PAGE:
The three collectives represented in this event are Amber Film and Photography Collective, Black Audio Film Collective and T A P E Collective. Amber is dedicated to capturing working-class voices from the North-East of England from their base in Newcastle. Black Audio Film Collective was founded in 1982 and was active until 1998, with their work pushing the boundaries of documentary film in experimental directions to capture the state of race relations in Britain. T A P E was founded in 2015 and has highlighted and supported work by filmmakers from under-served backgrounds since.

TICKET AND BOOKING INFORMATION: LFF For Free

These events are FREE and open to all (subject to age ratings for different events).

Dark Matter – Independent Filmmaking in the 21st Century, The Friends of Jeremy Thomas, Va Va Voom: The French TV Boom, Chaplin Walk, Augmented Reality Art For Social Change, Future Rites, and Museum of Austerity are all pre-bookable. For how to book please see individual event listings on the website.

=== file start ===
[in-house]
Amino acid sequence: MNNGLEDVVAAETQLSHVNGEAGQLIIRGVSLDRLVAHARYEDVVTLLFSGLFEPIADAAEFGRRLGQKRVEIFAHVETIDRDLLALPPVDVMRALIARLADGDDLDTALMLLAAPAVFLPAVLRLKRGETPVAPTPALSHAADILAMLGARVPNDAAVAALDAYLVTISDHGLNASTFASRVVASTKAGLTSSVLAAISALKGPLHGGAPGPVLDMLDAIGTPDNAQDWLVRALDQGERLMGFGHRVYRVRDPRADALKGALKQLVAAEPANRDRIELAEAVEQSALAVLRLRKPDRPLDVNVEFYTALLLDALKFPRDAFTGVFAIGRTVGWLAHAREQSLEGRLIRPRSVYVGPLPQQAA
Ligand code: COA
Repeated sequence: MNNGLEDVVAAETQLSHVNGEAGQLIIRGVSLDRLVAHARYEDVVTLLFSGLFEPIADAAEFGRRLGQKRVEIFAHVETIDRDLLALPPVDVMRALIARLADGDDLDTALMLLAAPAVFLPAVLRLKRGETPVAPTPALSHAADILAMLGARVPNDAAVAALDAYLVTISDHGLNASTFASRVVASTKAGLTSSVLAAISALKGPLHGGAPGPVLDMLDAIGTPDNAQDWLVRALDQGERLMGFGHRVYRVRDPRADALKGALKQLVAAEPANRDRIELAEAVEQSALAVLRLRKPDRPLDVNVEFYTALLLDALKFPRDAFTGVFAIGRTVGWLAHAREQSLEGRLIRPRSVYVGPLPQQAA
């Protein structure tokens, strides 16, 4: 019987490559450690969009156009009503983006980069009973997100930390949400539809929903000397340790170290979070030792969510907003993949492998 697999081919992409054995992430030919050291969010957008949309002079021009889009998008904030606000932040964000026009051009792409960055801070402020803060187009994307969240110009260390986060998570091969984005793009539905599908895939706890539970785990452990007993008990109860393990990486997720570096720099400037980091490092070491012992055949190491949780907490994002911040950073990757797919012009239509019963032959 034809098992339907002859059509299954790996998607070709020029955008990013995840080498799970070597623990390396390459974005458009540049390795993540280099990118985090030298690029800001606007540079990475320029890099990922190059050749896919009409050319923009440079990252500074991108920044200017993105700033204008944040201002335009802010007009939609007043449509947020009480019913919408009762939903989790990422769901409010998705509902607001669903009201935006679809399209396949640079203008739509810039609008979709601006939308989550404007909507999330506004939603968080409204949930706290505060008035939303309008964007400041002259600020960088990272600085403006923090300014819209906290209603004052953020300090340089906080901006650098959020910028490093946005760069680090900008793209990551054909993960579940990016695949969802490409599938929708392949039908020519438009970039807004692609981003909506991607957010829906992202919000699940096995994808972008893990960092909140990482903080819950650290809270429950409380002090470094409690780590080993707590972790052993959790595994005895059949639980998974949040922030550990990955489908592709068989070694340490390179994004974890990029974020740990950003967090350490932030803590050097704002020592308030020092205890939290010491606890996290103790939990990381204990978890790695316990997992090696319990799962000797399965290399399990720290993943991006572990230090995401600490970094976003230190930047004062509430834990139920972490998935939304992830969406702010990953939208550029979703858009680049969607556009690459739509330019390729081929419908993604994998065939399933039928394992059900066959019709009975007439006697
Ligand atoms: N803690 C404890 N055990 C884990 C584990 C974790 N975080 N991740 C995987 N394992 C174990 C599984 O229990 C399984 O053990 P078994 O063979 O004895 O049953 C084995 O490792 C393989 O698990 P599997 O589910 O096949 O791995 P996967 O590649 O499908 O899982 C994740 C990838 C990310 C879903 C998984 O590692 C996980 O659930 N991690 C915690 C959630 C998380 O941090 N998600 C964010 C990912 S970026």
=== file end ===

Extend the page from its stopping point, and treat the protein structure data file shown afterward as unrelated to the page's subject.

Places for all other events can be reserved at the LFF For Free desk in the BFI Southbank foyer from 10am on the day of the event. Entry is on a first come, first served basis. If you have reserved a place, you must arrive at least 15 minutes before the event start time or your place may be reallocated.